13. Phosphate is used in many commercial sausages, because it makes it possible to 'hold' an awful lot of water. Buy water (its cheap) and sell it as sausage. Phosphate is very important to the profitability of some sausages. Its a different game if you are only adding 1% red wine rather than 10/15% of water. The "classic British banger" is a pretty ghastly thing. Lots of 'rusk' (think breadcrumbs), water (and phosphates), fat and a little bit of meat. The high water content accounts for the (mainly historical) tendancy to explode on frying - hence the name 'banger'. http://www.sausagelinks.co.uk/facts_FAQs.asp?id=283#9 I'd rather know what goes into mine, and I neither need nor want phosphates, thank you. I'm under no pressure to increase the water content of my sausages. But I'm honestly not absolutely certain that the 'bind' is indeed an emulsion - after all, the fat is pretty much solid around water's freezing point. You certainly don't want the water-based stuff to be actually frozen solid too. The amount of mixing effort is in no way comparable to, for example, beating mayonnaise. Certainly the mechanical cold-mixing action develops a protein stickiness (myosin), and that (rather than the fat) could well be what holds the liquid in the sausage all the way to the mouth, achieving succulence without a high (and artificially bound) water content. Hence I prefer to talk about "the bind" rather than the emulsion. Kudos to Ruhlman and Polcyn for introducing me to that term. ← Dougal,it's not true that that's the only use of phosphate-Heston Blumenthal writes interestingly about it in his BBC book. Consider this-almost every sausage available from the very best UK sources is technically faulty-it exudes a huge amount of fat and liquid that should stay in the skin and the result is mealy. A little phosphate added to the liquid you would add anyway prevents this, and in my experience the emulsion obtained from British pork only works about three times out of ten, no matter how careful I am. Lest it appear otherwise, I deplore the British sausage tradition.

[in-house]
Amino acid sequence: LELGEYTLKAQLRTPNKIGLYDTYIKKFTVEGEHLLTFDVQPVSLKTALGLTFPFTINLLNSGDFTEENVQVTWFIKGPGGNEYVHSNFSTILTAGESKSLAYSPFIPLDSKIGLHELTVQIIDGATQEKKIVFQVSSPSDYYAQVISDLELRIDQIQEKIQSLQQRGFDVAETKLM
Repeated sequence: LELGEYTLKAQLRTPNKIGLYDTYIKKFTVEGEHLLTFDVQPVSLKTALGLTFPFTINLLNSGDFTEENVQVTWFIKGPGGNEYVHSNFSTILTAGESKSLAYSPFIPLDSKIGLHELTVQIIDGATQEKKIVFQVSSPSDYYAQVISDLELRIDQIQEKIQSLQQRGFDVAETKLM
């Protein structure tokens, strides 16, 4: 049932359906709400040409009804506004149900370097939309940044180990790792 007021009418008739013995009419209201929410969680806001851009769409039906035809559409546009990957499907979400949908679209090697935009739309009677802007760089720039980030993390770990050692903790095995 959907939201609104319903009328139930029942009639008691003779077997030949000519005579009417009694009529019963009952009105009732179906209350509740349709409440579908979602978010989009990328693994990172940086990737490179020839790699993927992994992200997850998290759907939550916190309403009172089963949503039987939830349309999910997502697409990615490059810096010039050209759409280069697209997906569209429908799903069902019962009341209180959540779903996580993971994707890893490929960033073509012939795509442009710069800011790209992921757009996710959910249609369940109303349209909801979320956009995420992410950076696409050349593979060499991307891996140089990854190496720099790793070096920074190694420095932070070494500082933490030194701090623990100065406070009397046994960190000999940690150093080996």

14. Does anyone use phosphate? unless the meat is very freshly killed some emulsions are pretty hard to achieve without.
  15. The Bombay Brasserie lunch buffet is very suitable for the elderly, I find.
  16. Yeah, but a lot of 'destination dining' is both staggeringly expensive AND very disappointing--viz. The Waterside. I think most people would rather be mildly disappointed for less money. Of course, this is ignoring the bit of the fine dining economy based (like contemporary art) on the essential human need to say 'you paid how much? for that?'. Call it the Reggie Perrin complex. ← You seem to have it in for The Waterside, a restaurant which does exactly what it says on the tin. I don't suppose they'll be too bothered though.
  17. muichoi

    Wild Rabbit

    Young wild rabbits can be grilled to delicious effect.
  18. I've always found that the less expensive a place is the better the food. Indeed the standard at working class establishments is quite fantastic very often. I've always had people looking after me but it's well worth making clear that that's what you're looking for in a polite way. High end is pretty dismal in my experience.
  19. By virtue of its shape it's impossible to work a sold mixture thoroughly through a chinois. I don't know why anyone would put a liquid through a tamis, though. My wooden framed tamis has lasted 25 years and shows no sign of tiring, which is pretty good for a sieve.
  20. Not particularly good wines, Ypants, and not underpriced, particularly the Lanson.
  21. I'm happy when staff serve food without telling me what it is. My short-term memory is not that bad. Or did you order a surprise menu, in which case I sympathise?
  22. muichoi

    Pork Pie

    Pork pies are things of beauty, as are sausage rolls. Curiously it's very easy to find a good pork pie and impossible to find a good sausage roll.
  23. The negative reports you've read about Ma Cuisine are the result of people expecting a 'gourmet' type restaurant. It's no such thing, but offers properly cooked burgundian food and an excellent wine list at fair prices without any of the excesses or subservience of the michelin brigade. i wish there were some restaurants like it in London-it does of course require a minimum standard of gastronomic and behavioural literacy of its customers, and I have witnessed some sad scenes of incomprehension when this has not been forthcoming.
  24. Nothing to do with the prices, Roger, which are often very reasonable at lunch. It's the yawn-making similarity of technique and seeming search for 'innovation' which goes down the same route at every establishment. I think I've had enough. What Paris has is quite a lot of places which have some culture, which we don't in London. There is the St. John school, which has reinvented a vernacular that never actually existed but can be fun.
  25. I'd like to go but they really are blistering wine markups-I've got quite a lot of that Beaune, for which I paid £16 a bottle.